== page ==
Well, today is T -1. My deadline for delivering my action plan is tomorrow. But to show that I take it seriously, I completed and delivered it today.

I just want to take a moment to acknowledge all the impressively explicit advice you folks have presented. Yes, I probably blew this opportunity because I acted from a position of anxiety rather than a position of strength. Yes, there are more effective ways of resolving even the most trying and negatively charged business situation. Yes, I've buffed my resume', took notes on the "how to resign" podcast, and started pinging my network for a new place to land.

In the meantime, I still have a job. I try to convey "business as usual" to my DR's and stay on top of my duties as best as I know how. I am also taking steps to ensure, as best I can, that I leave on my terms.

I have a lot of people on my side in this and that's what I'll need to get through to the next opportunity. Thanks everyone and I'll keep you posted.

US41's picture

[quote="lazerus"]I understand it's all about the relationships, but if I'm delivering measurable value, and my coworkers conspire to have me removed because I'm threatening to them, "they don't like me", I'm wasting my talent there anyway.[/quote]

I seriously doubt there is a single human organization on the planet where this is not "the game" and those are not "the rules." If you find a place where this is not happening to you, then you are liked and happen to have the relationships.

I believe that is inevitable in every human social construct that there is politics. I think this is part of what our hosts mean when they say "It is all about the relationships." It literally is about being liked. If you are liked - if you smile, if you appear to listen, if you make them smile, if you play nice with others, and if you work to fit in, you'll succeed.

If your performance is awesome, but you consider all of that irrational and unacceptably off-topic at work, you will probably end up railroaded repeatedly.

I remember Mark repeatedly telling the story of the guy who did not perform that others tried to push out. The big boss liked him. His excuse for exempting him from housecleaning was, "I don't care what you say. I like him. End of discussion. Next topic." (paraphrased)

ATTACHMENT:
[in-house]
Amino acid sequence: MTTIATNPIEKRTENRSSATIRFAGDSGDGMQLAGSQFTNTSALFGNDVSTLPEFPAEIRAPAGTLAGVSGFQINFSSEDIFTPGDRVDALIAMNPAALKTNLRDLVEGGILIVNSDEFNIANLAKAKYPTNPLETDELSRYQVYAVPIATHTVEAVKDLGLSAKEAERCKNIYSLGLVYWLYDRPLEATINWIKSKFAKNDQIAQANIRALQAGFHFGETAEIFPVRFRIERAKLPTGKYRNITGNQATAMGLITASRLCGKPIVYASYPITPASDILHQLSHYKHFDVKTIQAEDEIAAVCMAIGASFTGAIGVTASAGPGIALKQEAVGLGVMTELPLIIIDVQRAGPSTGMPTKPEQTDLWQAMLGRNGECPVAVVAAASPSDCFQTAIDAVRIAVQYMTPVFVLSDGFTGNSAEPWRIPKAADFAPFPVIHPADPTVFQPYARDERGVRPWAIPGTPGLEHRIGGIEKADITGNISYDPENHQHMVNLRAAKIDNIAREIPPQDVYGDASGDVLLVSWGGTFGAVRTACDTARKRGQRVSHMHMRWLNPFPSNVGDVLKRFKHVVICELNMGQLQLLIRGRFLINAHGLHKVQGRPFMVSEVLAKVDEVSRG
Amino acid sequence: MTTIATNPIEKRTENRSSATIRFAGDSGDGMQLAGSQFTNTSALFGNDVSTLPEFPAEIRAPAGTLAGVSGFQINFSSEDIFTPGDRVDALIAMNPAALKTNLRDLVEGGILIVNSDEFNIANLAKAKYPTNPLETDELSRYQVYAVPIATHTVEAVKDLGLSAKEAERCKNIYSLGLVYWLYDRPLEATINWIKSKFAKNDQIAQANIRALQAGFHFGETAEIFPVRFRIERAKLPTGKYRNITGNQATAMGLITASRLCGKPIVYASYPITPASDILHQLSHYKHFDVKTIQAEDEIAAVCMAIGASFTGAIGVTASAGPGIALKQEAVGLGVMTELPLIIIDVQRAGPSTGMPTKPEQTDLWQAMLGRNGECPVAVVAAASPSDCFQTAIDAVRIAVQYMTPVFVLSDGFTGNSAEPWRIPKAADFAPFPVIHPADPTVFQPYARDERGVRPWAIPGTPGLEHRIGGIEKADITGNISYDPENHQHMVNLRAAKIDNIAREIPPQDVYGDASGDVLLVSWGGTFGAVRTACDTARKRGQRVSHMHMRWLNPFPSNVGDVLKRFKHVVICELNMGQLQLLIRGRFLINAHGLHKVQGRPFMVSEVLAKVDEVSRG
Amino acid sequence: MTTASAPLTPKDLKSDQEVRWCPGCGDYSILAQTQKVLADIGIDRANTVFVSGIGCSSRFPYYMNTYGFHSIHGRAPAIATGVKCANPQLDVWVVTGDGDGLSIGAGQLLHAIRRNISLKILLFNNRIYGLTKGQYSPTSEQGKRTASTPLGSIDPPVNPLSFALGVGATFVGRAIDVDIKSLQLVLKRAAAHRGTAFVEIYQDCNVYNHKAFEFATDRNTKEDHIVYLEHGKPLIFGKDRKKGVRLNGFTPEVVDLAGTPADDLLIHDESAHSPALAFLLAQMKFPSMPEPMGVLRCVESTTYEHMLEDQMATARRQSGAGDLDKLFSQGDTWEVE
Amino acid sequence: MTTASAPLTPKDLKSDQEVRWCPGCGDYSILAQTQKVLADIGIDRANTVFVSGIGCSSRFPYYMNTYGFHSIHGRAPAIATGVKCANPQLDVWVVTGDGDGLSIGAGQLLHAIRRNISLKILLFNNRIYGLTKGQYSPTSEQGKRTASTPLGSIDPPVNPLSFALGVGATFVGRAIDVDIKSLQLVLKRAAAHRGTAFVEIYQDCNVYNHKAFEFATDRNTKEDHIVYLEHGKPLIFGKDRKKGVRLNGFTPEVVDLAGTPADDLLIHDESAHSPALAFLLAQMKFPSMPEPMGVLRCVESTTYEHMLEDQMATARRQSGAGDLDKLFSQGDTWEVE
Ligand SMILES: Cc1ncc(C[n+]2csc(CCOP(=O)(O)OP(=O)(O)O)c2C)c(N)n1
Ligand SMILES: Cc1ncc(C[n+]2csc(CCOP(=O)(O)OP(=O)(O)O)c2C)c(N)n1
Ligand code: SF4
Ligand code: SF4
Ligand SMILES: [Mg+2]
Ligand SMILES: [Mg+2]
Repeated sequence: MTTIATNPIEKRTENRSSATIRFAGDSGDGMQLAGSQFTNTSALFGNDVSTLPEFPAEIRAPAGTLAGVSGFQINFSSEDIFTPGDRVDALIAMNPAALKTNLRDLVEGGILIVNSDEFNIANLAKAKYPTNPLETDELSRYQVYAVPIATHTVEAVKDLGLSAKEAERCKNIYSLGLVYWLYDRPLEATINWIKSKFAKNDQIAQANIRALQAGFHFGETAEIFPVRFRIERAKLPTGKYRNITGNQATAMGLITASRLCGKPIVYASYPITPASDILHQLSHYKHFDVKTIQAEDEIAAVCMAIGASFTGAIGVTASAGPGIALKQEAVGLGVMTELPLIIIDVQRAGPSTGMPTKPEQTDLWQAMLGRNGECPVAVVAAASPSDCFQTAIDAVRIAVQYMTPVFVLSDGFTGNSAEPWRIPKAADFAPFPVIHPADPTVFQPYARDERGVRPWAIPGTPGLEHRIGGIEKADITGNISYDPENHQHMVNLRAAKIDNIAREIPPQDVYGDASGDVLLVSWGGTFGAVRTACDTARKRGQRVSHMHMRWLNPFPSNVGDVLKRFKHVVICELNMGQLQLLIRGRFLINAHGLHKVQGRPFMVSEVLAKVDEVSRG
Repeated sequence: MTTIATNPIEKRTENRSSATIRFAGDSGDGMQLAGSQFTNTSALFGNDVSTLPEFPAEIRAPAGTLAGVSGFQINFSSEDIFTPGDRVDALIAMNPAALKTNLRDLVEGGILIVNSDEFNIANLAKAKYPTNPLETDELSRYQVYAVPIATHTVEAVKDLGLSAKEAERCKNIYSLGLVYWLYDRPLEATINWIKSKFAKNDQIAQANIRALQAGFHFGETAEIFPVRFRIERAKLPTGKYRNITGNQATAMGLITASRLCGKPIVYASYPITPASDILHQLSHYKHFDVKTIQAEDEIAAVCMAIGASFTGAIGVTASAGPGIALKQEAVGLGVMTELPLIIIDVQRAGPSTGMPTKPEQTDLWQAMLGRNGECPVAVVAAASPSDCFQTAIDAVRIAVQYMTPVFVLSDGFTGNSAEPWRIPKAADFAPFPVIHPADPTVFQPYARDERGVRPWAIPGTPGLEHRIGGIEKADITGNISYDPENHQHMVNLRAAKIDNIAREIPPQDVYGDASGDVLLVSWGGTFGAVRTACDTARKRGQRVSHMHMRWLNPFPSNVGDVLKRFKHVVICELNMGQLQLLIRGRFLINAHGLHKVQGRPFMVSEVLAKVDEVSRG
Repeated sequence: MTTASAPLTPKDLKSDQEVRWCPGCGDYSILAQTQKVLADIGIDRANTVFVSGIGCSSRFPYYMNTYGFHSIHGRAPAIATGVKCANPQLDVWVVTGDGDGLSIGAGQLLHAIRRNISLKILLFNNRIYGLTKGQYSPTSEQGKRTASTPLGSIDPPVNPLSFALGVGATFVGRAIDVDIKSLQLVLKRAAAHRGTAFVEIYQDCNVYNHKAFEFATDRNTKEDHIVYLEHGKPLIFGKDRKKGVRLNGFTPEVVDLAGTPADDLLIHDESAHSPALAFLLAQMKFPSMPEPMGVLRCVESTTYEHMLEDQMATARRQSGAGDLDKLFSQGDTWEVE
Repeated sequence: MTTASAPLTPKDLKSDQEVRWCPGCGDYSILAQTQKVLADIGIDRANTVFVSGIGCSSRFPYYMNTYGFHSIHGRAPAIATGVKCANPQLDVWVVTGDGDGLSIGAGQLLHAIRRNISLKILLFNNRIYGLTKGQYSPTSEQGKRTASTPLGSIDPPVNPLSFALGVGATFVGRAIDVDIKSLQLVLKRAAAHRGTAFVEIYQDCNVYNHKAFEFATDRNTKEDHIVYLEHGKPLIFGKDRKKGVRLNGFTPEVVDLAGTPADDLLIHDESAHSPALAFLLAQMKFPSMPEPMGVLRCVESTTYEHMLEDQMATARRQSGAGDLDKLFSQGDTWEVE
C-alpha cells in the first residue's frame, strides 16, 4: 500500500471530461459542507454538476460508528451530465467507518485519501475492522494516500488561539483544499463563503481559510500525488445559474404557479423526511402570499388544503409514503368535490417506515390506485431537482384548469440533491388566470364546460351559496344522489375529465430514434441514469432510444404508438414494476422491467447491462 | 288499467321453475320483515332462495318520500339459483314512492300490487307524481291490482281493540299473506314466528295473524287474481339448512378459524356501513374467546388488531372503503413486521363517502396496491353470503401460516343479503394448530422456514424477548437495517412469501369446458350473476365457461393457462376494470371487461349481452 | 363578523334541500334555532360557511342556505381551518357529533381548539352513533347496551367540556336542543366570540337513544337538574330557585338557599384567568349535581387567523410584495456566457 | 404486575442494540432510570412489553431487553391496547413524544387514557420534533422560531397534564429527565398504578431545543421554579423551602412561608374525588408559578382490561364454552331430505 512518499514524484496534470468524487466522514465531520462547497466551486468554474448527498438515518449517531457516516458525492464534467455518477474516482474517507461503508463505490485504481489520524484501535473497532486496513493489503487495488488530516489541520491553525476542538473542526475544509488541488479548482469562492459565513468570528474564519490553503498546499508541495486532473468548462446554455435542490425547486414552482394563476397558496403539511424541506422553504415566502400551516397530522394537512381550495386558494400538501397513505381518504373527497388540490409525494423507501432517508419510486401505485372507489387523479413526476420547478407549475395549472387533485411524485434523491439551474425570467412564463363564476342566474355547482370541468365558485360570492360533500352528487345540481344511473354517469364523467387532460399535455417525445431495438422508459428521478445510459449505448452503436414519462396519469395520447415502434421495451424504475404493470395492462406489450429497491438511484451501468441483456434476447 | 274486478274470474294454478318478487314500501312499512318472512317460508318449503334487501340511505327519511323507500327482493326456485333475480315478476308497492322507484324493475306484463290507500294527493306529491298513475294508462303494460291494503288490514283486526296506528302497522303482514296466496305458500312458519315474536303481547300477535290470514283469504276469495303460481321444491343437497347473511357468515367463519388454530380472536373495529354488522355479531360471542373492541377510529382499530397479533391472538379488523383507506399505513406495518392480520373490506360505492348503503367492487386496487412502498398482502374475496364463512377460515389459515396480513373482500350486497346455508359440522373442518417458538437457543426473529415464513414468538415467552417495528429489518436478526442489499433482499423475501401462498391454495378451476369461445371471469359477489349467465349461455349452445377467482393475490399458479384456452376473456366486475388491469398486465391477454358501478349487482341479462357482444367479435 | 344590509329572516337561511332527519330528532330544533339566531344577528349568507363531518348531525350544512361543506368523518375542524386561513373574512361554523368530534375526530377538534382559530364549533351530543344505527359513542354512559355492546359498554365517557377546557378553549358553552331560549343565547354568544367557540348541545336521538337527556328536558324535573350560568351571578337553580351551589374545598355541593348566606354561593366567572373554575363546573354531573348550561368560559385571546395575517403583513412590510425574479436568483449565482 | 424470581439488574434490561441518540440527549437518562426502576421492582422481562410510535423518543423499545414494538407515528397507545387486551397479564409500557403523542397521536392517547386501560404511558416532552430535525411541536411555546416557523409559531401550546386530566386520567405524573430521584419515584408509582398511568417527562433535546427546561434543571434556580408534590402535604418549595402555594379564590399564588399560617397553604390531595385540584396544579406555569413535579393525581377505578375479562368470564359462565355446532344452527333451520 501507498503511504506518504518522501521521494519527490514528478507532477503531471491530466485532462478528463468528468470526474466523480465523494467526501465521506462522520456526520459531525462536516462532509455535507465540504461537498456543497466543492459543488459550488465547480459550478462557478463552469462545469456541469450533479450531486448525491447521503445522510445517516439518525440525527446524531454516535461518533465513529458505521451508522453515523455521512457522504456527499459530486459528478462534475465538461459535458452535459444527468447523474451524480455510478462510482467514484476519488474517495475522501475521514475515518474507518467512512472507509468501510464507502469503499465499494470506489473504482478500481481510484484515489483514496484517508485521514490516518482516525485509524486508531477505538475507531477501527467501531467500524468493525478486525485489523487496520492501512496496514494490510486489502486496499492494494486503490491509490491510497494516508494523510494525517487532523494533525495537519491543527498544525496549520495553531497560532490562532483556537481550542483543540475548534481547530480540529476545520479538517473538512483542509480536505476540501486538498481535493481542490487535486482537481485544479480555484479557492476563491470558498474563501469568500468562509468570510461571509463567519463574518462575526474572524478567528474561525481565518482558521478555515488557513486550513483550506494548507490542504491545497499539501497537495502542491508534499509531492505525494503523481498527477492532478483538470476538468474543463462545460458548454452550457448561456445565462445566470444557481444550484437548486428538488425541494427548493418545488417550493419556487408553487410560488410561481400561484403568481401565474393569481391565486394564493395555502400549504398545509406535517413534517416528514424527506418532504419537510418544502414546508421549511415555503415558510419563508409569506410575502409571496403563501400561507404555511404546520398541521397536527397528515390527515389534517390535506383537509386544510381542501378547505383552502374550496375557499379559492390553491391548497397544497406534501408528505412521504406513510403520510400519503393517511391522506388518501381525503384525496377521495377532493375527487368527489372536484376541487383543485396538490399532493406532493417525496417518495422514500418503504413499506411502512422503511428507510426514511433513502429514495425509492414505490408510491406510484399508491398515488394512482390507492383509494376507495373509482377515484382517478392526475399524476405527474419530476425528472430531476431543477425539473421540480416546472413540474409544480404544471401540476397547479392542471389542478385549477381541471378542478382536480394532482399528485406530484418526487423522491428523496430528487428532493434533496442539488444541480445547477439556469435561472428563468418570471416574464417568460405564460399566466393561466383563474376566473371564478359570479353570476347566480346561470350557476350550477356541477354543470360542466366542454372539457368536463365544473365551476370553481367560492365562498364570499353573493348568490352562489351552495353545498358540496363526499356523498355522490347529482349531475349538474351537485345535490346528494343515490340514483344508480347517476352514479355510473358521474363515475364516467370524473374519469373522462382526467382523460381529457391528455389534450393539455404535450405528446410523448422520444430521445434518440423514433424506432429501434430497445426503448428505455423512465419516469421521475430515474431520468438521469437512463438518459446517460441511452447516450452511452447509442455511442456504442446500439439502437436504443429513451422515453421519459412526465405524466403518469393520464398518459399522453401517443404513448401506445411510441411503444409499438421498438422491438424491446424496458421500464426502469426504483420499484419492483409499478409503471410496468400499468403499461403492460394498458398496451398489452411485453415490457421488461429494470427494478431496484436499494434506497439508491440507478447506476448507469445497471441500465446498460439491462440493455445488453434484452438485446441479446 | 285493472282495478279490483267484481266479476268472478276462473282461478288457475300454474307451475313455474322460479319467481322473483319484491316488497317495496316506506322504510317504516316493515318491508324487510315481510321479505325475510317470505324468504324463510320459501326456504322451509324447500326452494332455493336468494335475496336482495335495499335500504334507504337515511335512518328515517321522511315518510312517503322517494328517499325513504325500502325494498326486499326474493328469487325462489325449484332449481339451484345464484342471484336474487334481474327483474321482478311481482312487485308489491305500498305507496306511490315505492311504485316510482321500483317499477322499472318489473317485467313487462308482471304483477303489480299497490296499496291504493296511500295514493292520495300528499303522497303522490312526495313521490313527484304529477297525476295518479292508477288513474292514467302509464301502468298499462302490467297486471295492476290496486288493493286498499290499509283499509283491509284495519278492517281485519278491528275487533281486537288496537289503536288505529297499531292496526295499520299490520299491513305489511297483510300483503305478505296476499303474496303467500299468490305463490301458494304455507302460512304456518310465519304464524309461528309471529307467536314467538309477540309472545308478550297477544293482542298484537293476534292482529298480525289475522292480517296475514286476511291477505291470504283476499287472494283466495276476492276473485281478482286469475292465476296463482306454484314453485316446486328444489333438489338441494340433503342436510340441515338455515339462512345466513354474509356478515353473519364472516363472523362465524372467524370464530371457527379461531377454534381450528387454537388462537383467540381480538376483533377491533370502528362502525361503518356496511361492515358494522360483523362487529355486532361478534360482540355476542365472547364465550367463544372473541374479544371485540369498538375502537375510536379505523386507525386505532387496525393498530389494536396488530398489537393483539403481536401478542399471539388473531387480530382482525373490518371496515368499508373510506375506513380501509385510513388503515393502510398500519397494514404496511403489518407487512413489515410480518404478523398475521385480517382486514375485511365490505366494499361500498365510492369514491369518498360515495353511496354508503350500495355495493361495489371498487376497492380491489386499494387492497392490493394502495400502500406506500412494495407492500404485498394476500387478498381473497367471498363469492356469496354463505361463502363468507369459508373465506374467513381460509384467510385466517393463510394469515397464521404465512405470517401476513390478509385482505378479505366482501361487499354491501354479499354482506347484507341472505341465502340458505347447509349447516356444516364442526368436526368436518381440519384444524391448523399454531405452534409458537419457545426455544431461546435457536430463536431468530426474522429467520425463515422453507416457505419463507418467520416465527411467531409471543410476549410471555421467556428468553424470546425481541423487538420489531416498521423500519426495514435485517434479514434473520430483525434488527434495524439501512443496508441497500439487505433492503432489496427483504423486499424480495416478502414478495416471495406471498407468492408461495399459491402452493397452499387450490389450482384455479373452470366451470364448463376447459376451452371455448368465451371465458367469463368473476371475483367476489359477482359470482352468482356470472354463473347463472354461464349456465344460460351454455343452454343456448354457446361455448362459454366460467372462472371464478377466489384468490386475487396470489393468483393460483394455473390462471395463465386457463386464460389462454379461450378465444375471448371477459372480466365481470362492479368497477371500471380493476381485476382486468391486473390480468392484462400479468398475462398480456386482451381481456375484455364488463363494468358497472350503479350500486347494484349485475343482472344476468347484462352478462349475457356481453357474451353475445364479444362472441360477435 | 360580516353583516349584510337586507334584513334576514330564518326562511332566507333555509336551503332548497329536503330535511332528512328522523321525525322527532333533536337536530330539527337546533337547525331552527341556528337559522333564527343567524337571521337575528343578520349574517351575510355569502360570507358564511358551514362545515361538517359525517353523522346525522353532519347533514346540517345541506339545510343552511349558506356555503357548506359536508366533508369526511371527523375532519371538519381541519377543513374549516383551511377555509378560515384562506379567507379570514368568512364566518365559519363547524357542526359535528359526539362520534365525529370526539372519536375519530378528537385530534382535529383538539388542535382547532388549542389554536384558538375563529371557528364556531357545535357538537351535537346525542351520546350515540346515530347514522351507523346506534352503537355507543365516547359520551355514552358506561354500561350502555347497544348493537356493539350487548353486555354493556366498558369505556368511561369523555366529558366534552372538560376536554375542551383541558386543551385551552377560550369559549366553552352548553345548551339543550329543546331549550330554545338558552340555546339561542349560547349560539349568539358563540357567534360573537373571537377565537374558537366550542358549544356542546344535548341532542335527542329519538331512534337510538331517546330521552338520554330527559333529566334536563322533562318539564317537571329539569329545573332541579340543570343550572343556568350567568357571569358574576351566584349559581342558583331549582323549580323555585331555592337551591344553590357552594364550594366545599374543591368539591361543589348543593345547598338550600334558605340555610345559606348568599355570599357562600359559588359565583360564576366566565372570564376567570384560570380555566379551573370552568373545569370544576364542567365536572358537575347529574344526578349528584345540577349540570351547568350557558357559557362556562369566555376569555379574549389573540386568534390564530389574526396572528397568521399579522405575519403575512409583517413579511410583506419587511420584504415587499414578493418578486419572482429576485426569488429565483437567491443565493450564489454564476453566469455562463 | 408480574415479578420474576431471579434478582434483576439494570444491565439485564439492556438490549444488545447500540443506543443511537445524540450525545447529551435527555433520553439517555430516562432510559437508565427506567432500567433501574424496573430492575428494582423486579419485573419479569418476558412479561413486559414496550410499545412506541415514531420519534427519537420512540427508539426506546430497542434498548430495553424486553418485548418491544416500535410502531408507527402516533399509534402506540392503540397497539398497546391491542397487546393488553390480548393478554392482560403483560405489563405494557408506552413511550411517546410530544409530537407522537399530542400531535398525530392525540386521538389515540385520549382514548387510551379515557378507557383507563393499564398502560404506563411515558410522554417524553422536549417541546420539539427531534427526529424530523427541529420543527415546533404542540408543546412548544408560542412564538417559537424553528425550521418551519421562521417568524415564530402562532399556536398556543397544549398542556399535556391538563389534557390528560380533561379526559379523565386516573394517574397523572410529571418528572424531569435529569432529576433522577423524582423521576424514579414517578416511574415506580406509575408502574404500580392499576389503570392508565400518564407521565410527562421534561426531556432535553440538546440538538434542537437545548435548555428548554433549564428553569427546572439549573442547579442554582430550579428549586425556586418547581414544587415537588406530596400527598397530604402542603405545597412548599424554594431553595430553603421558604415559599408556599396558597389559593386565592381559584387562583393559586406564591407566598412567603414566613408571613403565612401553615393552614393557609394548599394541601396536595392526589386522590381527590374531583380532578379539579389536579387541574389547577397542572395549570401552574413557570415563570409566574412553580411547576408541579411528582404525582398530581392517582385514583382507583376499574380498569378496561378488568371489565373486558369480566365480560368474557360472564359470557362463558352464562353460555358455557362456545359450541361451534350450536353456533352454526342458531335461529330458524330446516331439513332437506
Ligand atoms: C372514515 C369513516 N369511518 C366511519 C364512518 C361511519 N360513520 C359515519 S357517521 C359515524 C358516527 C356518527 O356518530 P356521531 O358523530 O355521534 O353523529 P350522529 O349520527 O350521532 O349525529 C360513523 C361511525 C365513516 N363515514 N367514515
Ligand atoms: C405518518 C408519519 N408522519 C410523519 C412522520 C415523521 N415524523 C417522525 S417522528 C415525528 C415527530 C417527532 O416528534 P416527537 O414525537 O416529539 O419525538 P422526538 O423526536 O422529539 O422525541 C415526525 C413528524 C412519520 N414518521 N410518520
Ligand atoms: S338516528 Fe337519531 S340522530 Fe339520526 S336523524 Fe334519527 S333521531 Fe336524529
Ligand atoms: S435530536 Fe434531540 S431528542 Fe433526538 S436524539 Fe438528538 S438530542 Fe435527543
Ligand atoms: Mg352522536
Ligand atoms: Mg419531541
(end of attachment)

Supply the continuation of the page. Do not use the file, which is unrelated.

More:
I'm sure any manager with more than 15 reports will nod in agreement that somewhere on their team is a guy that they think maybe isn't really that great of a performer, but they really like them, and the real story is "well, too bad everybody, she's going to stay, because I like her."

Relationships + performance = ideal

Relationships without performance = survivable

Performance without relationships = dangerous

No relationships or performance = termination

I hear you when you say you don't like it, or that it should not be that way. But I'm afraid it simply is that way, and that fact will not change.

Therefore, it is never a waste of time to work on being liked. Being liked is the more powerful ally than role power or expertise. People with a talent for being liked overpower others with skills, knowledge, and experience regularly.

Rarely do you see a very unpopular person succeed in an organization because they have skills. Usually they are left in some single-tool use job in a corner, or they find themselves continually at the mercy of well-liked, less intelligent people.

But that begs the question as to who is more intelligent - the guy that focuses on more powerful relationships, or the guy that focuses on less powerful expertise in order to strengthen his position at work.

Given my lackluster results using expertise for the last 20 years, and my amazing results focusing on relationships for the last couple of years, my money is on relationships.

WillDuke's picture

I like US41's post, and feel compelled to further the discussion he ends on about relationships, intelligence, and expertise.

It seems to me that a person can be effective regardless of their intelligence, and to some extent without technical expertise. In fact, isn't that what a manager does? As a manager we are responsible for making a team full of experts effective. M&M have said many times that good management is boring. It isn't rocket science. It's not technical expertise that makes a manager excel. A manager excels with management expertise.

So what is management expertise? Well, since managers work with people, it would seem logical to say that relationship expertise is what manager's need. An intelligent person, like US41, adjusts their approach and succeeds by focusing on relationships.

terrih's picture

[quote]I believe that is inevitable in every human social construct that there is politics. I think this is part of what our hosts mean when they say "It is all about the relationships." It literally is about being liked. If you are liked - if you smile, if you appear to listen, if you make them smile, if you play nice with others, and if you work to fit in, you'll succeed.

If your performance is awesome, but you consider all of that irrational and unacceptably off-topic at work, you will probably end up railroaded repeatedly. [/quote]

That is EXACTLY what's going on with one of my DR's! Her performance is great but she acts like she can't stand most of us. I've been trying to get in enough affirming feedback so I can start giving adjusting once in a while :wink:... but with her the affirming FB is always about her performance, because that's about the only thing I see good most of the time. Which just leads to her asking, if she's so good, how come she doesn't get [raise, promotion, whatever]?